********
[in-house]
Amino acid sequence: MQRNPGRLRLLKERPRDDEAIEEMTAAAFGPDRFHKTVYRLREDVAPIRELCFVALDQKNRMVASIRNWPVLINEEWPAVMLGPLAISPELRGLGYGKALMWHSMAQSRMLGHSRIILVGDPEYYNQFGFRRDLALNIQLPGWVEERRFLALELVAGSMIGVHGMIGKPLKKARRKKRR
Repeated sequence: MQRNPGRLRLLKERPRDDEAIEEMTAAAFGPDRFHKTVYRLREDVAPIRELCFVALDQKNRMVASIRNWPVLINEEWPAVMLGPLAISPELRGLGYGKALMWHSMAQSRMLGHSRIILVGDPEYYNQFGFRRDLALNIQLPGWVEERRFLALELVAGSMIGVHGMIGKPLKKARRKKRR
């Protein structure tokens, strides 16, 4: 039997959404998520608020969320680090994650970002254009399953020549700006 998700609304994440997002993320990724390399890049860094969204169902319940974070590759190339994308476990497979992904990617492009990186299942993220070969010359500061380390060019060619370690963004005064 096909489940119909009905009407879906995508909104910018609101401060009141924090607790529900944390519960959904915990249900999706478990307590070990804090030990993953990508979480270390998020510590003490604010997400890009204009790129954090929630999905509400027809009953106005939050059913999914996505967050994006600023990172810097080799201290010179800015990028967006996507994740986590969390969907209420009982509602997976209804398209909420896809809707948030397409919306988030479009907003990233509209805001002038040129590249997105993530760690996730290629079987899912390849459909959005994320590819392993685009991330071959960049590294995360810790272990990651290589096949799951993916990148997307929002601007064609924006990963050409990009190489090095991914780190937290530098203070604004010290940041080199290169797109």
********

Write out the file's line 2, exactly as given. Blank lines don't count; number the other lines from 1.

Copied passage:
Amino acid sequence: MQRNPGRLRLLKERPRDDEAIEEMTAAAFGPDRFHKTVYRLREDVAPIRELCFVALDQKNRMVASIRNWPVLINEEWPAVMLGPLAISPELRGLGYGKALMWHSMAQSRMLGHSRIILVGDPEYYNQFGFRRDLALNIQLPGWVEERRFLALELVAGSMIGVHGMIGKPLKKARRKKRR